How do you make TOH stay in park for awhile

I am wondering how it work… If MH used to be POH and sell existing MH in park to tenant become (TOH) and you want to stay in park for some years and do you hold the title or putting sort of lien on title or something else I am not aware of it?

I am not sure if its legal to locked TOH in park forever because there issues with city which they said its grandfathered and once MH leaves the park it loses the grandfathered status. The city will never approve for replacement for new single wide MH.

State laws prevail, however, it’s common for owners selling POH to have a long term lot rent contract to provide some assurances that the home stays for a given duration. Check with your state MHA on best practices for where you operate.

You should separately seek legal counsel why the city is challenging your grandfathered usage. That does not sound right at all. The usage applies to the entire property and not each individual lot.

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I see, I am still looking find Idaho state law more specific if there a such thing legal practices mobile home lock up in the park.

I often see on Craigslist, home sale books, newspaper etc I see some park owner post said “Home cannot be moved”, “This mobile home cannot leave the park” “Home permanently stay in park” “MH must stay in park” etc…

Yep, my city really hate it very much on single wide MHs and banned it for good but strangely they do allow it the double wide MHs sound like city is doing secretly weeding out the criminals or poorly people only could afford those single wide MH.

I am curious, if TOH do have own different Mobile Home Lot lease agreement?

We have a separate agreement for lot rent only versus lot + home rent. The main difference is it covers the specifics around what the tenant is responsible versus landlord and highlights the demarcation.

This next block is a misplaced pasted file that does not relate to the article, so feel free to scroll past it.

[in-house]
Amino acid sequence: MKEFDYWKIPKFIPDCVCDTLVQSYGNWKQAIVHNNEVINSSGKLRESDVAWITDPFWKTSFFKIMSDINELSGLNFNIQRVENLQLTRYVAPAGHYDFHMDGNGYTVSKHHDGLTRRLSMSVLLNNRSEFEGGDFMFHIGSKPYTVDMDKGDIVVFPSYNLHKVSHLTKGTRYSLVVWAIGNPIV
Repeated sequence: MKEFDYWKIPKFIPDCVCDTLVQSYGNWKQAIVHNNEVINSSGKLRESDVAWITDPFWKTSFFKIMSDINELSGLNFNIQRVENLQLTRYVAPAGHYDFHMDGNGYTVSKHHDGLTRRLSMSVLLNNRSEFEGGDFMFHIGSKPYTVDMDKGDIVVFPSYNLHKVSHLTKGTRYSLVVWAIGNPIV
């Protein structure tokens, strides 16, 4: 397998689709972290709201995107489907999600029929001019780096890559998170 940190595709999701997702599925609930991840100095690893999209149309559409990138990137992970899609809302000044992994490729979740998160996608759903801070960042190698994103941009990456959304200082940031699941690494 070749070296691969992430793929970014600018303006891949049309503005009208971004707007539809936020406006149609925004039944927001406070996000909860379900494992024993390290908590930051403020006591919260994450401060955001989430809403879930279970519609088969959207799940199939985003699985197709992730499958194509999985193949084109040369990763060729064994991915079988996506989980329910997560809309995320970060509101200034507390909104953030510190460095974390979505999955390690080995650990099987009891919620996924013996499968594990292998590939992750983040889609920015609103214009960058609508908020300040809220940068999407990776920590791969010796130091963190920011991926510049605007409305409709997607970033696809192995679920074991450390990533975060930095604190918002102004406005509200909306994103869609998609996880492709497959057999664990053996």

Your MHA should have some forms along these lines.

Thanks for quick reply! What’s MHA? its similar like IHA? ?

Manufactured Housing Association. That looks correct for you. See if their forms fit your needs.

I think its safe to say that if someone paid you a few thousand dollars for the mobile home and then turned around and paid a few thousand dollars to move the mobile home they probably would be buying a house not a mobile home. Not even these people would pay $5000 after they paid you $5000 to move across town to save $30 on their lot rent. These people don’t have that type of money usually.

I wouldn’t worry about it how to trap them. The economics of the deal is almost risk free for the seller.


Good point @Gator, I don’t think one of my MH 14x65 worthy at 5k or over right now… But maybe I think 2k value idk… Because of heavy rain damages, no kitchen, some ripped off the interior walls, busted water piping, etc needs major repairs. If new tenant challenged me want to take their MH out my park then fine and I won’t chain up it to my park but good luck if new tenant can move it safety without break something with MH on road to save few bucks at else space lot park. Only Cons is losing the grandfathered single wide MH in per lot. But double wide may make more difficulty for any tenant can afford to buy it and put on my park.